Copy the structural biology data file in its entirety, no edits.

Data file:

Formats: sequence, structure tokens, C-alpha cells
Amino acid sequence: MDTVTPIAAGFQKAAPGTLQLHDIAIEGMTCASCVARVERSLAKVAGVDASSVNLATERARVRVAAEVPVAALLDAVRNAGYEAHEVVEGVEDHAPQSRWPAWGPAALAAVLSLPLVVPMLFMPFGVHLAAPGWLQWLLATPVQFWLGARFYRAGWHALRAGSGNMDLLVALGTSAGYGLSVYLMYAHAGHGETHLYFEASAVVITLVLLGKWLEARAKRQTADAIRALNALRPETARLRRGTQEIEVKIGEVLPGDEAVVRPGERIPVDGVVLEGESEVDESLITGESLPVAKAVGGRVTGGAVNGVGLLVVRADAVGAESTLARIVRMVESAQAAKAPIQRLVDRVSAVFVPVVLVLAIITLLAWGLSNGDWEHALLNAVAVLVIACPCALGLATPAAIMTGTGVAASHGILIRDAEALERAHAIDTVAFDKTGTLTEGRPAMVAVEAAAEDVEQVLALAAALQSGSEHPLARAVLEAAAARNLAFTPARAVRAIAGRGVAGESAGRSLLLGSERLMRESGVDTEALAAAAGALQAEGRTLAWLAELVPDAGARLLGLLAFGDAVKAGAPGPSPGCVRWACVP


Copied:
Formats: sequence, structure tokens, C-alpha cells
Amino acid sequence: MDTVTPIAAGFQKAAPGTLQLHDIAIEGMTCASCVARVERSLAKVAGVDASSVNLATERARVRVAAEVPVAALLDAVRNAGYEAHEVVEGVEDHAPQSRWPAWGPAALAAVLSLPLVVPMLFMPFGVHLAAPGWLQWLLATPVQFWLGARFYRAGWHALRAGSGNMDLLVALGTSAGYGLSVYLMYAHAGHGETHLYFEASAVVITLVLLGKWLEARAKRQTADAIRALNALRPETARLRRGTQEIEVKIGEVLPGDEAVVRPGERIPVDGVVLEGESEVDESLITGESLPVAKAVGGRVTGGAVNGVGLLVVRADAVGAESTLARIVRMVESAQAAKAPIQRLVDRVSAVFVPVVLVLAIITLLAWGLSNGDWEHALLNAVAVLVIACPCALGLATPAAIMTGTGVAASHGILIRDAEALERAHAIDTVAFDKTGTLTEGRPAMVAVEAAAEDVEQVLALAAALQSGSEHPLARAVLEAAAARNLAFTPARAVRAIAGRGVAGESAGRSLLLGSERLMRESGVDTEALAAAAGALQAEGRTLAWLAELVPDAGARLLGLLAFGDAVKAGAPGPSPGCVRWACVP